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Nobody cares what we think: a post for teens

Posted on 12 November 2013 by Henry

A lot of teens think that public organisations like the Classification Office don't rate their opinions about what may be harmful in media content. But we do. We've done research to prove it.

In one of our recent studies, young people told us how they defined 'harm', and we agree with them. They said that there are short term harms like a momentary shock - getting a fright - that you get over pretty quickly, usually. Then there're the things that stay with you, and you develop some fears or have trouble sleeping. Not so good. If someone develops suicidal thoughts or feels depressed because of something they've seen in the media, then that's serious.

Most people can distinguish between real life and fantasy. That's great, but evidence shows that watching too much violence (for example) can still have negative effects, like thinking or acting aggressively. Young people thought this too - that violent attitudes can be encouraged, glamorised, or normalised. A number of other harms are outlined on page 44 of our survey report.

There's been heaps in the news lately about the potential harms of watching pornography. Teens in our discussion groups were keen to share their views with us about this. Some harms included 'thinking about women as sex objects', and worse still, 'treating women as sex objects'. Read pages 50-54 in in this report to find out what others your age think. Do you agree with what they told us? A number of other studies around the world have asked young people about porn as well, and we summarised the evidence in in another report.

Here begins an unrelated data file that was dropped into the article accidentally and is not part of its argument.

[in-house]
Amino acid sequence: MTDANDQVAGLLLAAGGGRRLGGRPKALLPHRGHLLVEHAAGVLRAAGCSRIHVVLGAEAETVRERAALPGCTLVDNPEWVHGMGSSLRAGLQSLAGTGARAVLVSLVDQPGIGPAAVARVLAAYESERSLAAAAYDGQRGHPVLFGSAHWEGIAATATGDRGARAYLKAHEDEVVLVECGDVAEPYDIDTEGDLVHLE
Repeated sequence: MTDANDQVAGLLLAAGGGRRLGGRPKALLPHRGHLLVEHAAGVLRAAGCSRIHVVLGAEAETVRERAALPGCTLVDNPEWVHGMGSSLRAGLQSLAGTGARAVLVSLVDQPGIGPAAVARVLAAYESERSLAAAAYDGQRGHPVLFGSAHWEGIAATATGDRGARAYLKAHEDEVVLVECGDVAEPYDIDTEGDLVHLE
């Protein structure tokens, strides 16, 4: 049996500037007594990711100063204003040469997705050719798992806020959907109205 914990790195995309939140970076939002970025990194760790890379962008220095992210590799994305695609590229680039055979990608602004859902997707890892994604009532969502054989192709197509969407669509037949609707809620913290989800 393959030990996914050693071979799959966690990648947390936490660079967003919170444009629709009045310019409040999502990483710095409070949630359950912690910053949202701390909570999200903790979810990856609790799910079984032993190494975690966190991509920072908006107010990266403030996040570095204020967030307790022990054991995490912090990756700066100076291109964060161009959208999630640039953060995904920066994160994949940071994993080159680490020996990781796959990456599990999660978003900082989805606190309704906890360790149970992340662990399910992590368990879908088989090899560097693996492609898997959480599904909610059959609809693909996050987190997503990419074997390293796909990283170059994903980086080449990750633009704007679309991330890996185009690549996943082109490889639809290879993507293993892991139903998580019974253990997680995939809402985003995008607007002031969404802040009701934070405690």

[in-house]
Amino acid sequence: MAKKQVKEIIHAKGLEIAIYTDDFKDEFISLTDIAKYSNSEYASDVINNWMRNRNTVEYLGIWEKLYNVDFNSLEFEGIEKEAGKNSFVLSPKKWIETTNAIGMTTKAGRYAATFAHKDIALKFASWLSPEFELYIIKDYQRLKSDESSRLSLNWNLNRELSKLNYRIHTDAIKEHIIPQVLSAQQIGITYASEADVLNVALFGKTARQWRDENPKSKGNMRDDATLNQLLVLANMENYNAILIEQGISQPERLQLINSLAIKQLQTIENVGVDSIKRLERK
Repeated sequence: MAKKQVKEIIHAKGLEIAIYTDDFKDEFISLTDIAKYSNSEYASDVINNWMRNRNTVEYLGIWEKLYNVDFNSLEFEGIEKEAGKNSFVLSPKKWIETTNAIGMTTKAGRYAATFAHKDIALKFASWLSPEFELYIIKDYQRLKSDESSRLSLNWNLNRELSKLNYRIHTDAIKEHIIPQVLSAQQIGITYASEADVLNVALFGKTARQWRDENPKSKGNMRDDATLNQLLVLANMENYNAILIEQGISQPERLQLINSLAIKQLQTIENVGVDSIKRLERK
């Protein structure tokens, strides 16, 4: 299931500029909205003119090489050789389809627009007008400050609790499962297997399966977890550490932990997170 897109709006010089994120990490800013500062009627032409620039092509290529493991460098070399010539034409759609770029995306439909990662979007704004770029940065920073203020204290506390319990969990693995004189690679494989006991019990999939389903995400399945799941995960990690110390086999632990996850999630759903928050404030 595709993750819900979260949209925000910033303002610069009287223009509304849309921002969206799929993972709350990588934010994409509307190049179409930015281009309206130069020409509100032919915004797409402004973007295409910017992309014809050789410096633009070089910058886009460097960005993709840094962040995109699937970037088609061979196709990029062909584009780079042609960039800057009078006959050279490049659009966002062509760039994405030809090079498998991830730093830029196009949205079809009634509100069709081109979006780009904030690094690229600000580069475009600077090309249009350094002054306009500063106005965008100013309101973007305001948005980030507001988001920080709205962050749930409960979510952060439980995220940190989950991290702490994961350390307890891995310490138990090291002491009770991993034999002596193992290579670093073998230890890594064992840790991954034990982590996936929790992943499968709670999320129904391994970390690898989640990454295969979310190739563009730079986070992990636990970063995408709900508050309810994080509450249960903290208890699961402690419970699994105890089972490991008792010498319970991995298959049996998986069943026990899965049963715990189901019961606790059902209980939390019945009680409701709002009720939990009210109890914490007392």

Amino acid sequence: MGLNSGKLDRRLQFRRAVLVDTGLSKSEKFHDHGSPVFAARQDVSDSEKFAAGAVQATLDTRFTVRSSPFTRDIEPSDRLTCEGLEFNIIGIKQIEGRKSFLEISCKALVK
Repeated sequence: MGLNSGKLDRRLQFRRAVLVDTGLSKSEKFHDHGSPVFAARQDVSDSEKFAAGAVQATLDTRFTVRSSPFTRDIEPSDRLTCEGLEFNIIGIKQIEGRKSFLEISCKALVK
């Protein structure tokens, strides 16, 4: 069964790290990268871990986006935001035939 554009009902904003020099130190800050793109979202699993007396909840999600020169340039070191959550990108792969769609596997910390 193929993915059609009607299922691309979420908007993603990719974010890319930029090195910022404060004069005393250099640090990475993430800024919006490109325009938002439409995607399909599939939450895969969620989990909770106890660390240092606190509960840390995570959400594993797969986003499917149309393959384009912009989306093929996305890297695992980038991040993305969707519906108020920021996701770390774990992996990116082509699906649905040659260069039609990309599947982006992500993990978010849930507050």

We base our age restrictions on evidence and the likelihood of harm, and we're listening to young people about what these harms might be. So think about this when you're next choosing a game or a movie, and check the red labels - they're there for a reason.

Henry works in the Information Unit at the NZ Office of Film and Literature Classification. His views do not represent those of the Chief Censor or of the Classification Office. The Information Unit provides information to other staff, to the public, and to industry members - they are not involved in assigning classifications. Keep up with our blog posts by following us on Facebook and Twitter.

Teenagers watching a movie

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